Monochrome by Centil: Arm-wrestling

It seems that the region continues to act as a platform for battles of interests between the EU and Russia. So far, this competition is favouring the Stans.

It's been an intensive week for Tokaev - as his team participated in the Kazakhstan-UAE investment roundtable that included top officials and business leaders. The President also met Sheikh Al Nahyan, a member of Abu Dhabi's ruling family, and invited the Sheikh's companies to implement projects as part of a joint declaration to establish strategic investment projects. Kazakhstan also welcomed the intention of the Emirati Masdar to build a wind farm in Kazakhstan.

Interesting news hinting at a thaw in relations with Russia was the signing of a road map for gas supplies and processing between Kazakhstan and Gazprom. The document provides for the possibility of supplying Russian gas to northern Kazakhstan. Negotiations involved the first vice PM of Kazakhstan and the head of Gazprom. The parties discussed joint work on the modernization of the gas transmission system, gasification of the northern and eastern regions of the country and the transit of Russian fuel to third countries.

Russian activity in relations with the regions’ two largest energy resource owners became even more obvious in the framework of the Turkmen-Russian business forum where agreements were signed for almost $2.2b, including the implementation of projects to upgrade the rolling stock of the Turkmen railways, freight cars and equipment. The forum was attended by more than 300 representatives of state organizations and private companies, including representatives of Putin’s administration and the State Duma of the Federal Assembly.

Another indirect common ground between Kazakhstan and Turkmenistan was the activity of the EBRD. In Kazakhstan, the bank announced that it will support the creation of a legal framework for cross-border, over-the-counter derivatives and repurchase agreements to hedge currency exchange and interest rates. Upon amendments to the Civil Code and a number of key laws, the country's enterprises will be able to trade securities, such as derivatives, outside of official exchanges and without the supervision of a currency regulator.

In Turkmenistan, the bank announced its readiness to consider the possibility of expanding its activities in the areas of infrastructure and financial institutions. The EBRD country office also stated that one of the main directions should be investing in the further development of export-oriented enterprises through financial and advisory support, which should lead to diversification of economic activities and an increase in the inflow of hard currency into the country.

The EBRD's expansion was also felt in Uzbekistan, where the bank is considering loan initiatives for new photovoltaic plants with a total capacity of 897 MW. The projects will be implemented by Masdar, whose subsidiaries acting as a client will be allocated up to $200.5m. Thus, the EBRD plans to allocate up to $67mfor the construction of the largest of the three power plants in Surkhandarya. In addition, it’s also considering the possibility to cover VAT on the project worth $38.5m.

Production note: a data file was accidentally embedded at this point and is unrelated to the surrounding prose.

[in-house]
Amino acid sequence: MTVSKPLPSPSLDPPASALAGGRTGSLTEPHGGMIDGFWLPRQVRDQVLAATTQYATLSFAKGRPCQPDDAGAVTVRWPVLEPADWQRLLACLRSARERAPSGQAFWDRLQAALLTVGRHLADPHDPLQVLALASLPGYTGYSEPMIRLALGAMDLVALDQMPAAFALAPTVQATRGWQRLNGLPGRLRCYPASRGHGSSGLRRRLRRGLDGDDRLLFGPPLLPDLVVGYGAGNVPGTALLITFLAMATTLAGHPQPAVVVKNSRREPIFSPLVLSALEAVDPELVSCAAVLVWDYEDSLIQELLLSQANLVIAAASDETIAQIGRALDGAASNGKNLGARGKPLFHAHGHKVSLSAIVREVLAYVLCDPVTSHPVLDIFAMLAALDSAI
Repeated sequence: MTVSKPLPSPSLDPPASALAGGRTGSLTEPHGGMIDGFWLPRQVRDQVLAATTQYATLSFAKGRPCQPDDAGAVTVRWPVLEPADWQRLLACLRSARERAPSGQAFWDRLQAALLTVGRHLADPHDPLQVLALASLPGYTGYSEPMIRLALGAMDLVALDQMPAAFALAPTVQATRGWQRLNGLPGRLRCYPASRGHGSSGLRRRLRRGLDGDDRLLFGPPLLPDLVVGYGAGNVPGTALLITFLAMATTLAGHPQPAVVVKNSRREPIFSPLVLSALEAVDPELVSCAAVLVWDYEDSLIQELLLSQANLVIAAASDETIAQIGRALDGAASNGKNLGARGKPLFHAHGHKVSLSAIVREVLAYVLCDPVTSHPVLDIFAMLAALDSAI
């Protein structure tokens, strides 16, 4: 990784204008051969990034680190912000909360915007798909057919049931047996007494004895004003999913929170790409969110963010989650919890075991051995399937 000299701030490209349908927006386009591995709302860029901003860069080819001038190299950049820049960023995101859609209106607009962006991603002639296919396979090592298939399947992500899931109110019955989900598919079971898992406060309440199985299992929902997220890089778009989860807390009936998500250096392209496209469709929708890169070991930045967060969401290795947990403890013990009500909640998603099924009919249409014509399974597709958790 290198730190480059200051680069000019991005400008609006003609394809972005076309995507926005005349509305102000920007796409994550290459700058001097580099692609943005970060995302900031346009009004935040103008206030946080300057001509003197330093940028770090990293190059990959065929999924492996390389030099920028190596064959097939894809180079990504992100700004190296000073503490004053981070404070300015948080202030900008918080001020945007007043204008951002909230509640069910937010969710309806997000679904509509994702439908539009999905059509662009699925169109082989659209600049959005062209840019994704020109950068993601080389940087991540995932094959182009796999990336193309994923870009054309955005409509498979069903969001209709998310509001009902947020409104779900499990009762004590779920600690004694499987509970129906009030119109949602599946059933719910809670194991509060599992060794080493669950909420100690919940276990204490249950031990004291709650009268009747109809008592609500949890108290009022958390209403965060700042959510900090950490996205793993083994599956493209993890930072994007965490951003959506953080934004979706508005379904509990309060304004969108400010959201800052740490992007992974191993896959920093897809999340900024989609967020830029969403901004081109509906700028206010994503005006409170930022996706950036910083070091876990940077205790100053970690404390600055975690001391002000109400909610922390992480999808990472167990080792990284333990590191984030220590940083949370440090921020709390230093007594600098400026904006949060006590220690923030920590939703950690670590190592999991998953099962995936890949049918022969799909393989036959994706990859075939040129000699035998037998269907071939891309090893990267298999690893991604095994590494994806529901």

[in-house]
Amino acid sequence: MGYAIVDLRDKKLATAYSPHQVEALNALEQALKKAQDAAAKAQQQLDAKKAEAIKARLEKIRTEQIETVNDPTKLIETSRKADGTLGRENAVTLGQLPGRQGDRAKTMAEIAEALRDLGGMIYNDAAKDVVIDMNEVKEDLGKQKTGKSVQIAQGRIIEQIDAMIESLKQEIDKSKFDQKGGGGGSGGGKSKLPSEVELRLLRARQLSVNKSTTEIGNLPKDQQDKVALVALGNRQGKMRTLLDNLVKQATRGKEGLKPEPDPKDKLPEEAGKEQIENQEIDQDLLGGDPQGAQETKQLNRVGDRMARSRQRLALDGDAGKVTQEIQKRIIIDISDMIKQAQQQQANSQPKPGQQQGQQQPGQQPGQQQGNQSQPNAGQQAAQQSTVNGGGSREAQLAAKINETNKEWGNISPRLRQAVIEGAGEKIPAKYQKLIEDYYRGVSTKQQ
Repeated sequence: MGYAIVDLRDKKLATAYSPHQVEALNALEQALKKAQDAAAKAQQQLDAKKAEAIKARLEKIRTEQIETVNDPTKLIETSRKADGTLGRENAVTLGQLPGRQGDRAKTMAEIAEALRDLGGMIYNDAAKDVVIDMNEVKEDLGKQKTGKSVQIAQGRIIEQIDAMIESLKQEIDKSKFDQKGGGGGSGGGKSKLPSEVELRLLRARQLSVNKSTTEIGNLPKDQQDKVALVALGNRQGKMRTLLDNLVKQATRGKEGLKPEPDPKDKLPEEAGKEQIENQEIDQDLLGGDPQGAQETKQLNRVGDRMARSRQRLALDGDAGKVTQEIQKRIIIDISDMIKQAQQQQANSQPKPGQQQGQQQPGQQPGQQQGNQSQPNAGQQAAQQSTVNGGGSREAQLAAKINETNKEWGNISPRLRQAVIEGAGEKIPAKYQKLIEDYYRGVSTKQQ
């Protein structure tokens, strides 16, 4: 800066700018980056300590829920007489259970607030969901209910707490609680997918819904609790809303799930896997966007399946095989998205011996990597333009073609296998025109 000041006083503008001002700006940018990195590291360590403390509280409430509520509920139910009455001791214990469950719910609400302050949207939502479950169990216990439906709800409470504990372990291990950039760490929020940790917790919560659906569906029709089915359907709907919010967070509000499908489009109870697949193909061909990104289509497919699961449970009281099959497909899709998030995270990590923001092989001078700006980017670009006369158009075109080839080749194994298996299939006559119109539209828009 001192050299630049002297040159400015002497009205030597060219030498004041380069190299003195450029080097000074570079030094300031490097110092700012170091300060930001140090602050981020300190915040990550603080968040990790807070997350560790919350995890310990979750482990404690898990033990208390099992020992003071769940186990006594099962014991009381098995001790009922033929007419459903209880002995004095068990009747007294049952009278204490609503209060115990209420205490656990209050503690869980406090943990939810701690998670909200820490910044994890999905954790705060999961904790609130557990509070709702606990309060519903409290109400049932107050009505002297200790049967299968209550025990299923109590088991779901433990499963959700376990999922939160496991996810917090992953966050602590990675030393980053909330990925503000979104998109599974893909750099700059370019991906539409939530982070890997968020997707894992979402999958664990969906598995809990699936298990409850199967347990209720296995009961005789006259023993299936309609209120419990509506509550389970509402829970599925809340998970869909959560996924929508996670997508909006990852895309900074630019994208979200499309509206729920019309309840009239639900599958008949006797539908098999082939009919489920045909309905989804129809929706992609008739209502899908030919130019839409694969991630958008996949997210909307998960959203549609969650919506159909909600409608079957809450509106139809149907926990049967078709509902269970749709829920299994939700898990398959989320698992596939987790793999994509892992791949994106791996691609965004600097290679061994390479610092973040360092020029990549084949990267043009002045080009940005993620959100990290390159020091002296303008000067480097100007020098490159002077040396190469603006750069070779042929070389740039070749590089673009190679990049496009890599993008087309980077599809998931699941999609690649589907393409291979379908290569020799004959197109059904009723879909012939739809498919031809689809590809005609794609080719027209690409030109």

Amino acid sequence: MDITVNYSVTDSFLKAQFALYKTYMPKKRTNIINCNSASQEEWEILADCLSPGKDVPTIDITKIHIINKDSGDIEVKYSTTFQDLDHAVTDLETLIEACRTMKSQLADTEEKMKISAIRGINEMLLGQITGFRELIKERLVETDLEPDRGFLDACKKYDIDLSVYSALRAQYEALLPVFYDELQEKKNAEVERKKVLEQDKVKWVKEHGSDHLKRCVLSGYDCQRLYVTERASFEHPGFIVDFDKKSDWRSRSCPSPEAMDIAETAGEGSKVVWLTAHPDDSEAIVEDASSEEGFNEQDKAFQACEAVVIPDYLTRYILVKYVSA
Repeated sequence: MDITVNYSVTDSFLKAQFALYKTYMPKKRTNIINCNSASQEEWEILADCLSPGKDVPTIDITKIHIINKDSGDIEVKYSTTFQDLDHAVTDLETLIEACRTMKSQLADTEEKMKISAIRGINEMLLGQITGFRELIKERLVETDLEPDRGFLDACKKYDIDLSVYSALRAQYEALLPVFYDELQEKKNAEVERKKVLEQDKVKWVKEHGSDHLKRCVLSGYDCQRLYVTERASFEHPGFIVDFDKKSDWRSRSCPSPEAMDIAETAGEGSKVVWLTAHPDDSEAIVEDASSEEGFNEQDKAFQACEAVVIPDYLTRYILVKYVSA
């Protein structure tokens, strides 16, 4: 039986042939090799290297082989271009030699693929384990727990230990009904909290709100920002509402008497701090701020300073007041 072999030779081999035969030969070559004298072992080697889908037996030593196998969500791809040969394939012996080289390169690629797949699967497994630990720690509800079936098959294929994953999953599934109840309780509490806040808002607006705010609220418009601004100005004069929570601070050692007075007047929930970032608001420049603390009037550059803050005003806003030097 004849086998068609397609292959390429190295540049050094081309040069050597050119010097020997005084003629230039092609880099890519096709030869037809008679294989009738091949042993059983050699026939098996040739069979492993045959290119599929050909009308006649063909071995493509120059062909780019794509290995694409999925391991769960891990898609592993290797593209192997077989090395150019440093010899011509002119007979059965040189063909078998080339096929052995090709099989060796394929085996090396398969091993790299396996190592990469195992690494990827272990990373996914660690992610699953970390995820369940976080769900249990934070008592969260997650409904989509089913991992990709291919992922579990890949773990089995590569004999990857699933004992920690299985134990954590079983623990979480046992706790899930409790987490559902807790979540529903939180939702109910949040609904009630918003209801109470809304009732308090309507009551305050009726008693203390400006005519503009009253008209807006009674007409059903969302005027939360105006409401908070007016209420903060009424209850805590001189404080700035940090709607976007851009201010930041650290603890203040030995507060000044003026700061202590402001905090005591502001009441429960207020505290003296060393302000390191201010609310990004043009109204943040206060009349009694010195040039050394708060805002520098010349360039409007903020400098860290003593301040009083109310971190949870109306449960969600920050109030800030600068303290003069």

However, Tashkent pulled off an even bigger deal with Singapore, where President Mirziyoyev went on a government visit this week. During the trip, the president took part in a business forum where the enterprises of the two countries signed 23 investment, trade and financial agreements worth almost $5b. The event was attended by top managers of such companies as Indorama, Meinhardt Group, Changi Airports, CPG and others. The president also promised to provide incentives and infrastructure for Singaporean investors in Uzbekistan.

Among the above-mentioned agreements, possibly the most notable one was the agreement on the establishment of the Uzbek-Singapore Investment Company with an authorized capital of $500m to expand mutual trade. Herewith, Tashkent is also planning to involve Singaporean companies in the privatization of state-owned enterprises in Uzbekistan and create a joint fund for their transformation. Another topic of discussion was the introduction of advanced solutions in the areas of digitalization and green development.

Dushanbe also boasted a fairly large deal, which signed four grant agreements with the International Development Association amounting $116.5m. The agreements included the financing of the structure and business basis of the Rogun HPP project; a project to support the policy of stable and sustainable development of Tajikistan; and a project on sustainable agriculture. The fourth agreement was the contract on the advance payment for the project preparation on construction of a private solar power plant in the Sughd region.

In turn, Bishkek focused on the development of the tourism sector - a number of projects were presented in the Cabinet of Ministers of the country to strengthen the sector. In particular, the Tourism Development Support Fund of Kyrgyzstan presented a project for the development of a network of sanatorium and resort facilities for $960 million consisting of 32 units. Following the meeting, the head of the Cabinet instructed the relevant state bodies and local authorities to further develop the presented projects.

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